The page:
The digital era brings benefits, yet it also brings inherent security threats. Three billion accounts were compromised back in 2013, the largest hack to date. That number surfaced after years of investigation revealed the full weight of what the hackers accomplished – a colossal compromise of accounts and stolen information.
In the eight years since, hackers have become even more creative, finding ways into the digital infrastructure of organizations, sometimes simply by use of a single weak password.
Ransomware is now holding corporations hostage – pay or else – and attacks are being waged on a variety of organizations, from golf and ski resort company Boyne Resorts to oil company Colonial Pipeline.
Nearly 156 million people were impacted by data exposures – defined as the “accidental revelation of sensitive information due to less-than-adequate information security” – in 2020. This news comes with a wave of data breaches in the United States – 1001 cases, to be exact, causing Statista to say the cases have “skyrocketed” over the past decade.
“While data breaches result from planned cyber-attacks on an organization’s database, data exposures are caused by human error such as weak internal cyber-security which results in record vulnerability,” per the article.
“This is clearly a time to be cautious with transactions,” said Regan McGee, chairman and Chief Executive Officer of Nobul, a platform created to facilitate real estate transactions.
The sectors hit hardest are healthcare and business, with business taking the prize for the majority of exposed records since 2016, according to Statista.
Cyber-attacks cost large companies with over 1,000 employees an average of $500,000 in 2020 and companies that had less than 1,000 employees paid around $133,000 per attack, according to the article.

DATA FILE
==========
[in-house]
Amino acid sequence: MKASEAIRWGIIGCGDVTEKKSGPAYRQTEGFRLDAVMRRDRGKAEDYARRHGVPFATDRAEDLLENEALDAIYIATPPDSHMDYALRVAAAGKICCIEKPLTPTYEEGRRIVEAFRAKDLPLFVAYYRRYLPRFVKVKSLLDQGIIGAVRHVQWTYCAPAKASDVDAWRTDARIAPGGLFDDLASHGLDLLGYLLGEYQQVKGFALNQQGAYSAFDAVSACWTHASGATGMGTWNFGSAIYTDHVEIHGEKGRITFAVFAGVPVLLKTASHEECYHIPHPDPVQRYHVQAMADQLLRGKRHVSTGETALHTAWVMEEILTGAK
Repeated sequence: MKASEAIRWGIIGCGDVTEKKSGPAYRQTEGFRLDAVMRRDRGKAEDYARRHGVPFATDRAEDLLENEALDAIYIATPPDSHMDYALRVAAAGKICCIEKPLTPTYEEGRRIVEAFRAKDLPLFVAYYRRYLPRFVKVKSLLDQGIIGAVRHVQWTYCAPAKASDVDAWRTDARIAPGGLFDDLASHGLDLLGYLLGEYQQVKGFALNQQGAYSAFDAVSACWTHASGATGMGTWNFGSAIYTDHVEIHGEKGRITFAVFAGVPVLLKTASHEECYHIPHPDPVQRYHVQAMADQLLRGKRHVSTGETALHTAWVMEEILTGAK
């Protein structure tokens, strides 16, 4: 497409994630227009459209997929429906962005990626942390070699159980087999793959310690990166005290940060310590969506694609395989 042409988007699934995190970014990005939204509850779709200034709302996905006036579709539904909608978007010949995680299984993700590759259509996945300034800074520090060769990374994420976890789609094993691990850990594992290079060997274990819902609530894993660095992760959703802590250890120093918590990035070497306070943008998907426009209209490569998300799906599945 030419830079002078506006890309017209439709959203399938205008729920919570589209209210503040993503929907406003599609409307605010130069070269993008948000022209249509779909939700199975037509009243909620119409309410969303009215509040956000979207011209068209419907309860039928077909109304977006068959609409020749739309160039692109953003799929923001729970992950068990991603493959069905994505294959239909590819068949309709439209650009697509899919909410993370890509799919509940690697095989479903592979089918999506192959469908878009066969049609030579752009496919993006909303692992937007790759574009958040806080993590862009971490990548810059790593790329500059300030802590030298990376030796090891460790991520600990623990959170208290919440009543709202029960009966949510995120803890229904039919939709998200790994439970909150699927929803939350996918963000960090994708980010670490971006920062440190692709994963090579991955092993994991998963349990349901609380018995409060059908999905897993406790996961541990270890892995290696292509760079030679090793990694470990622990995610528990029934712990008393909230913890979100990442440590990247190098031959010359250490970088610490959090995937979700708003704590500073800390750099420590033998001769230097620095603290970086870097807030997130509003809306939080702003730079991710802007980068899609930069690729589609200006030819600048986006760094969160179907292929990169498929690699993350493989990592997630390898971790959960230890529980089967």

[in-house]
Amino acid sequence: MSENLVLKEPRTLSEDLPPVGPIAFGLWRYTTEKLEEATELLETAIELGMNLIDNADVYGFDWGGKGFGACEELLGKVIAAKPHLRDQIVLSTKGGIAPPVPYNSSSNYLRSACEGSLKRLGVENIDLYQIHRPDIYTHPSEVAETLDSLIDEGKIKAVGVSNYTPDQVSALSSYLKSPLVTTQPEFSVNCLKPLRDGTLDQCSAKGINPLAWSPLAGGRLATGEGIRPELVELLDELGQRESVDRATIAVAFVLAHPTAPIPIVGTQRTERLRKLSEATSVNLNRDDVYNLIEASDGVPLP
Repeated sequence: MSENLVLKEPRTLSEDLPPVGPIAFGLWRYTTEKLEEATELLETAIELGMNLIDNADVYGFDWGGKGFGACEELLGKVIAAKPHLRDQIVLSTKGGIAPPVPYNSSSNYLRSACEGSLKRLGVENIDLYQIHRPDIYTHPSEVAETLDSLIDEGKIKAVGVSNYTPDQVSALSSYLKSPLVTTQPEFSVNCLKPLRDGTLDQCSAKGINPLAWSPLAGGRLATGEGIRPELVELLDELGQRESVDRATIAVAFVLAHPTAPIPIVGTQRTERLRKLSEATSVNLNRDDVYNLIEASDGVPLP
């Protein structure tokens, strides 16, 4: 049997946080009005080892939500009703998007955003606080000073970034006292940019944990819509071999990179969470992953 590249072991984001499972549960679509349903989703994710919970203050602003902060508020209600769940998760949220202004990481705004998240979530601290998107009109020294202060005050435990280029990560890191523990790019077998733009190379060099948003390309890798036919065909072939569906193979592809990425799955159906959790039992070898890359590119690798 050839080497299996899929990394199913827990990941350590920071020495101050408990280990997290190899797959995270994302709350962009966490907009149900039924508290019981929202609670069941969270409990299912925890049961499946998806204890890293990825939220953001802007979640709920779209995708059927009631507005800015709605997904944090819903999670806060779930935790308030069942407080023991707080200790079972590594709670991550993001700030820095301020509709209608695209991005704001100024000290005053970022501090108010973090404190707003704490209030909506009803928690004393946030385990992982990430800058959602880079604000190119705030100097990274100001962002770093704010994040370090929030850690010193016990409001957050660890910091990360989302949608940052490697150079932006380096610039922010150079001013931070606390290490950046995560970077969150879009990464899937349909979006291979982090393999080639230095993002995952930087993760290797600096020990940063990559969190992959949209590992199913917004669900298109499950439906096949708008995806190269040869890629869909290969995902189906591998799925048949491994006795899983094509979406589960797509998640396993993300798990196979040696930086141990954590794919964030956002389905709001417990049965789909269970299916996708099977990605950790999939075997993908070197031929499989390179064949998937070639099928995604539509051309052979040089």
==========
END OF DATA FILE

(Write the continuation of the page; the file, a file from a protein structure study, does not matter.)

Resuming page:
Aite Group’s research revealed that over 40% of Americans suffered some form of financial identity theft in 2020 which cost an estimated $$712.4 billion – a number that increased 42% from the previous year.
“The group explains that the huge increase was fueled by the high rate of unemployment identity theft during the pandemic, as increased and extended unemployment benefits made the sector an attractive target for fraudsters,” according to an Insurance Information Institute article.
The Federal Trade Commission (FTC) maintains the Consumer Sentinel Network – an organization that tracks consumer fraud and identity theft complaints filed with local, state and federal agencies and private organizations. In 2020, there were 4.8 million identity theft and fraud reports received by the FTC, a notable increase from the 3.3 million reports in 2019. The increase is mostly attributed to the 113% increase in identity theft complaints, per the article.
In light of all that is happening with regard to security in the digital world, some consumers are shifting their approach – and aggressively seeking to work with companies who respect their privacy and data protection.
According to a recent Harvard Business Review (HBR) article, Cisco conducted a survey of 2,601 respondents that examined not just their attitudes, but also their actions, toward data privacy.
A new group of people surfaced: “32% of respondents – who said they care about privacy, are willing to act, and have done so by switching companies or providers over data or data-sharing policies,” according to the article. “To the best of your knowledge, this is the first time such a group has been identified.”
Now called “privacy actives” HBR says that the significant number of them should get the attention of all companies.
“As consumers become leery of sharing information, I think the Nobul platform will become even more important. We facilitate positive interactions between agents and prospective homebuyers and sellers, with transparency and all while protecting privacy,” Regan McGee added. “It’s important to provide such an option for such a huge step in peoples’ lives.”
He noted that consumers have increasingly complex thoughts and feelings toward privacy and it is an important factor for businesses to consider.